An identity system with a delegation mechanism is really needed here. If I really want this service to post to my blog, well, I shouldn’t have to give it my blog password. I should be able to grant access to an application (the reminder service) to post a blog entry or whatever else without me disclosing my password. AtomPub can get us a lingua-franca to converse with all these web services, but it doesn’t provide the identity part.
January 16th, 2008
There are a lot of things going on over in Java-land that are bringing up the question, what exactly do you mean by Java? and what does the future of Java look like?
On the other hand, Android is showing that the virtual machine isn’t the essential piece—it’s the syntax, the language. Android is using “java” but targeting their own virtual machine , dalvik instead of the JVM.
Which is it? I’m not sure. Both developments are heading in opposite directions, but both directions look promising. Conclusion: Java the platform|language|OS|whatever isn’t going away any time soon and what we think of as Java is definitely going to change.
January 10th, 2008
I’m a big fan of Google Reader. Let’s just say I’m subscribed to more than a few feeds. I use the keyboard shortcuts to quickly read and scan through my reading list. To keep my pace I’ve come to open articles that I want to think about more, or ones that I want to read more in depth in background tabs. Usually this involves the laborious task of moving my hand from the keyboard and middle-clicking with the mouse. Painful. Time-wasting. Distracting.
All the hard work goes to Sunny Wu who provided the solution. I tweaked his version to use the “h” character instead of “v”.
I wasn’t sure what kind of event this handler receives and so I wasn’t sure how to determine that a “h” was pressed. Firebug to the rescue, I just added the following line to just print out the value to the Firebug console.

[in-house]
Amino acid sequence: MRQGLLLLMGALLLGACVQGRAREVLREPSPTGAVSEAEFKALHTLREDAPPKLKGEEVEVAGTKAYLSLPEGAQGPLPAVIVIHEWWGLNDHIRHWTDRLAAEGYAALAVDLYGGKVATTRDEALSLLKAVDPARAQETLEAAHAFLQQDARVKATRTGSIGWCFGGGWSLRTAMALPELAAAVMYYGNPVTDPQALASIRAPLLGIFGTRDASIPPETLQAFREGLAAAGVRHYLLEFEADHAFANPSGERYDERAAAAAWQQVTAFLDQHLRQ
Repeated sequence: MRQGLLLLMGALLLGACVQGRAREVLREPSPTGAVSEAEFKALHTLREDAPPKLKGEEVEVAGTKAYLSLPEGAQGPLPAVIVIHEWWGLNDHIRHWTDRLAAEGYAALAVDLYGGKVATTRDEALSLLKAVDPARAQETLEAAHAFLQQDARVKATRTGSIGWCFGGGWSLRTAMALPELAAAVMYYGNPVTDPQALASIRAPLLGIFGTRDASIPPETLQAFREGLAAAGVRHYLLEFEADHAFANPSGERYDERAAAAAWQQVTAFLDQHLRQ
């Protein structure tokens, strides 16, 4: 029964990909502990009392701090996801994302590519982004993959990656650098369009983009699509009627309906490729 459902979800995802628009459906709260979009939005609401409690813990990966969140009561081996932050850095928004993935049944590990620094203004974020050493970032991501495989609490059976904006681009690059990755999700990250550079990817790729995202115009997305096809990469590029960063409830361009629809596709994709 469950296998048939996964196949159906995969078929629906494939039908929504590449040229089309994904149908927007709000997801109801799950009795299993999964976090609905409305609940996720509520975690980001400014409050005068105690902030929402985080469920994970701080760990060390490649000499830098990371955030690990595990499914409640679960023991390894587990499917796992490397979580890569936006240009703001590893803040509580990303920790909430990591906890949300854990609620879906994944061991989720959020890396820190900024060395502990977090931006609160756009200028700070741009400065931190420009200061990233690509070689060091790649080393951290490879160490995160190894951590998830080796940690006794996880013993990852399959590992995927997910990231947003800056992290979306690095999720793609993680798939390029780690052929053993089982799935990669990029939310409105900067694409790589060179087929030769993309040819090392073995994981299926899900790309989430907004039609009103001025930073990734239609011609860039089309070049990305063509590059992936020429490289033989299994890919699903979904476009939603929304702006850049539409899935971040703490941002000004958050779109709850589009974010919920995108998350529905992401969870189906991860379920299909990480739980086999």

Sidenote: Ever wonder what event is sent for crazy modifiers like shift+3 or shift+s? I thought it might be something complicated—where you’d check if modifier keys were pressed on the keyboard event. I was thinking too much. Shift+3 ends up sending a #, shift+s sends a capital S. Who would have thought?!
Just change the first “if” to compare against 104 instead of 118 and h is the man.
I changed to h since, well, first, v currently opens the article in another tab that immediately takes focus—handy at times. Second, well, if I use h instead, I can navigate mostly with just my right hand :)
January 9th, 2008
By default, on a Mac in Firefox, tab moves from one form element to another—except it will skip radio buttons, checkboxes and drop-down select boxes. I have suffered in silence since I started using the Mac. I finally found out that this too can be remedied. Hooray!
There is an actual setting in the Mac OS that produces this behavior. To change this so that tab treats all form elements with equality go to: System Preferences -> Keyboard and Mouse and select the tab Keyboard Shortcuts. On the bottom you will see a setting for “Full Keyboard Access”. Just set it to All Controls. This setting will take effect right away, no need to restart Firefox.
Found this in the comments on John Resig’s blog
November 12th, 2007
I was on the phone with my Mom and she had a document she wanted to send me.
- Mom, you’ve got a scanner. You can email it to me.
- Mom :
- Laughing It would be easier for me to send it in the mail!
She’s telling the truth. Yes my mom is a very competent computer user. It’s just not easy enough. It’s not just her, it’s me too. The number of programs and such that you’ve got to get to work together is too many. The single button touch thingeroos on new all-in-ones don’t cut it. The software to listen for the scanner’s “convenience buttons” gum up the whole works, they consume insane amounts of memory and don’t ever seem to work right anyway.
It’s a sad reflection on the state of usability in software when the postal system, the POSTAL SYSTEM of all things is easier to use.